PNN reports and supports on October 22nd, the day to end police brutality
by Marlon Crump, PNN
Pow, pow, pow, pow, pow, pow, pow, pow!
Eight shots by a police officer was the response, according to a speaker. “This is our holocaust!”
A couple of giant black banners are brandished in the crowd, bearing names and pictures of young lives like unsolved cold cases:
• Sheila Detoy, 1998
• Idriss Stelley, 2001
• Asa Sullivan, 2006
• Sean Bell, 2006
• Gary King Jr., 2007
• Michael Cho, 2007
• Anita Gay, 2008
• Andrew Moppin, 2008
• Brownie Polk, 2009
• Oscar Grant, 2009
All of them struck down by dark blue uniformed figures who are sworn to “protect and serve.” A T-shirt is worn by numerous victims at this event, showing a stick-figured police officer gunning down a man.
“DANGER, POLICE IN THE AREA!” it reads.
“NO MORE STOLEN LIVES!” everyone yelled.
“My only child was gunned down in 2001 while he was having a psychological breakdown: 48 shots!” mesha Monge Irizarry exclaimed to the crowd. Since then, the death of her son, Idriss Stelley, is what drives her daily to do the work that she tirelessly continues to do, supporting police brutality victims and families of victims and helping them seek justice.
October 22nd, National Day of Protest to Stop Police Brutality, Repression and the Criminalization of a Generation, is much more than just a traditional, methodical way for everyone deeply impacted, including myself, to combat police terrorism. Physical and verbal visibility had to be everyone’s direct approach towards a universal, monumental change that is long overdue, preventing us from winning justice.
Now we are demanding no more injustice to be served to us by a just-us system. No batons swung at us. No tear gas or water hoses sprayed on us. No dogs turned on us. No guns fired at us. Just like the ‘60s era, our struggle continues in the 21st century. Our once-silenced voices and visible stances are the exchange of fire that guns us down each day.
I awaited my POOR Magazine family outside our office at 10:30 a.m. Nearly a half hour later, my mentor, POOR co-founder “Tiny” Lisa Gray Garcia arrived. Afterwards, my other comrades, Kim Swan aka Queennandi, Ruyata McClothin aka RAM and Carina Lomeli appeared.
We headed to the rally, which was at the Oakland City Hall Plaza, where we were joined by POOR comrade Muteado and other comrades in our struggle against this endless oppression, which is the government’s control arm.
Our march destination would be the entrance of the very building that has had a wicked history of patrolling and controlling communities of color: THE OAKLAND POLICE DEPARTMENT, where men and women of all races and faces are trained and militarized by government, instructed to kill and indoctrinated in police culture.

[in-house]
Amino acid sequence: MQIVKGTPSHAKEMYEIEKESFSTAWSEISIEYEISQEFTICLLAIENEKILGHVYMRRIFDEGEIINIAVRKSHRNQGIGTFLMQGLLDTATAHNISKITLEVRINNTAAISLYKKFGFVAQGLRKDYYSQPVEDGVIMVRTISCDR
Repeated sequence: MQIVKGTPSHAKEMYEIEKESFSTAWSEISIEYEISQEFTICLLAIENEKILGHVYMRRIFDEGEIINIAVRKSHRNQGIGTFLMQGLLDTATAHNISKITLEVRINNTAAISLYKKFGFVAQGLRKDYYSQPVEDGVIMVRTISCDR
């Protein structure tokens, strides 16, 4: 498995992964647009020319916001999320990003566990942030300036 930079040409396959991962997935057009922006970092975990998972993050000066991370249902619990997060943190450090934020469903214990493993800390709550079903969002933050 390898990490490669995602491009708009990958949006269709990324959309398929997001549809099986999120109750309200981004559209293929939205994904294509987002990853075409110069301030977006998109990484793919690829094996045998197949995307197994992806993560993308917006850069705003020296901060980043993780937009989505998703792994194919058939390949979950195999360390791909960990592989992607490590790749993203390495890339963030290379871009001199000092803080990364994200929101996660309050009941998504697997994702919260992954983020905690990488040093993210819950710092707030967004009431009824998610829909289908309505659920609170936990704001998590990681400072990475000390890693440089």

It is police culture to serve and protect the interests only of the government that pays their bills and fills their dinner plates and to oppress, depress and repress, not really to serve those in distress – that always being the case in poor communities of color and poor communities in general, but even in some cases the privileged.
“I think this rally is good because it brings together different units in the resistance movement,” Minister of Information JR, associate editor for the San Francisco Bay View National Black Newspaper and voice of Block Report Radio, explained to me. “Together against the police, the government, murder and terrorism. Together to come up with creative solutions.”
We were all centered together in the middle of the plaza, a hot sun beaming down us. We ignored the smug and stern faces of the very few Oakland police officers who surrounded and observed us as they prepared to walk alongside of us for “crowd control and traffic safety” – although we only marched on the sidewalk and our march would only be an estimated six blocks.
From the director of the Idriss Stelley Action Resource Center, mesha Monge Irizarry, Rita Akayama of the October 22nd Coalition, Christine Lynn Harris, anti-organized stalking/covert terrorism activist, my family of POOR Magazine and POOR News Network, and numerous other groups and families of police brutality victims, the true heat wave felt in the air was everyone’s anger aimed at the unrelenting injustice by police and the “justice system.”
The change of venue motion recently granted by a judge in the case of Oscar Grant’s killer, Johannes Mehserle, that could lead to his murder trial being held before an ignorant, uncaring jury in a as yet unknown California county greatly increased our anger toward the system and its corruption.
“My life was stolen! I am Oscar Grant!” yelled a female speaker on the mic.